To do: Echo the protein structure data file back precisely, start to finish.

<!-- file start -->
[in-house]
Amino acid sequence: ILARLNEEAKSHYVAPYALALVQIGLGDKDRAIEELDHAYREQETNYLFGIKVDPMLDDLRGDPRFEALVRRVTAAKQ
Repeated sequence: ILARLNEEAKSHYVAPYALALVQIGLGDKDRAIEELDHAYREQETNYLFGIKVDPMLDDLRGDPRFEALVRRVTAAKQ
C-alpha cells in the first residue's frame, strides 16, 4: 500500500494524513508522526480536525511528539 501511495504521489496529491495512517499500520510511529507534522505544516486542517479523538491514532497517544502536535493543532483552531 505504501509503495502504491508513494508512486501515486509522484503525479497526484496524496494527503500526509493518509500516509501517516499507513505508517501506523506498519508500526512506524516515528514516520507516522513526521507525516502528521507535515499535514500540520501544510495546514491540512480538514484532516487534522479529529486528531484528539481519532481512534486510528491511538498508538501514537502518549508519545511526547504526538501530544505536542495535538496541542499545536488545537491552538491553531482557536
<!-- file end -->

[in-house]
Amino acid sequence: ILARLNEEAKSHYVAPYALALVQIGLGDKDRAIEELDHAYREQETNYLFGIKVDPMLDDLRGDPRFEALVRRVTAAKQ
Repeated sequence: ILARLNEEAKSHYVAPYALALVQIGLGDKDRAIEELDHAYREQETNYLFGIKVDPMLDDLRGDPRFEALVRRVTAAKQ
C-alpha cells in the first residue's frame, strides 16, 4: 500500500494524513508522526480536525511528539 501511495504521489496529491495512517499500520510511529507534522505544516486542517479523538491514532497517544502536535493543532483552531 505504501509503495502504491508513494508512486501515486509522484503525479497526484496524496494527503500526509493518509500516509501517516499507513505508517501506523506498519508500526512506524516515528514516520507516522513526521507525516502528521507535515499535514500540520501544510495546514491540512480538514484532516487534522479529529486528531484528539481519532481512534486510528491511538498508538501514537502518549508519545511526547504526538501530544505536542495535538496541542499545536488545537491552538491553531482557536